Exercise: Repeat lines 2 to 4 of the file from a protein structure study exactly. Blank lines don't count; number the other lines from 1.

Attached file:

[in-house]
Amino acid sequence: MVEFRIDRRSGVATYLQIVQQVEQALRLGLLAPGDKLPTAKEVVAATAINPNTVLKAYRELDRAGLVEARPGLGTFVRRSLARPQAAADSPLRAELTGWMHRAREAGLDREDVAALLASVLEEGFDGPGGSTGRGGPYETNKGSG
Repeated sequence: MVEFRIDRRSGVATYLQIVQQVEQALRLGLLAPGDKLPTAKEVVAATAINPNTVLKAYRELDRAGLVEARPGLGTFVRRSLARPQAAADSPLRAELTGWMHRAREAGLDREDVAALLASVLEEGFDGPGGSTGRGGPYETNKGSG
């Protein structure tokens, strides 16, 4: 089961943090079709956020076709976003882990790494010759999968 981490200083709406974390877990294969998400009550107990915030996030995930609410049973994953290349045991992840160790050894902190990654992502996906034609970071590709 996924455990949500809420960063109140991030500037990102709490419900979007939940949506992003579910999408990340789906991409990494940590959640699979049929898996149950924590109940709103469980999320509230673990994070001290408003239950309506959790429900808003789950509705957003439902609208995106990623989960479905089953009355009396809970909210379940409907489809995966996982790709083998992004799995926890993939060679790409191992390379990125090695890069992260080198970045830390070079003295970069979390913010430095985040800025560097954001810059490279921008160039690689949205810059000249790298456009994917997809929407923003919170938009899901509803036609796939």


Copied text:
Amino acid sequence: MVEFRIDRRSGVATYLQIVQQVEQALRLGLLAPGDKLPTAKEVVAATAINPNTVLKAYRELDRAGLVEARPGLGTFVRRSLARPQAAADSPLRAELTGWMHRAREAGLDREDVAALLASVLEEGFDGPGGSTGRGGPYETNKGSG
Repeated sequence: MVEFRIDRRSGVATYLQIVQQVEQALRLGLLAPGDKLPTAKEVVAATAINPNTVLKAYRELDRAGLVEARPGLGTFVRRSLARPQAAADSPLRAELTGWMHRAREAGLDREDVAALLASVLEEGFDGPGGSTGRGGPYETNKGSG
């Protein structure tokens, strides 16, 4: 089961943090079709956020076709976003882990790494010759999968 981490200083709406974390877990294969998400009550107990915030996030995930609410049973994953290349045991992840160790050894902190990654992502996906034609970071590709 996924455990949500809420960063109140991030500037990102709490419900979007939940949506992003579910999408990340789906991409990494940590959640699979049929898996149950924590109940709103469980999320509230673990994070001290408003239950309506959790429900808003789950509705957003439902609208995106990623989960479905089953009355009396809970909210379940409907489809995966996982790709083998992004799995926890993939060679790409191992390379990125090695890069992260080198970045830390070079003295970069979390913010430095985040800025560097954001810059490279921008160039690689949205810059000249790298456009994917997809929407923003919170938009899901509803036609796939």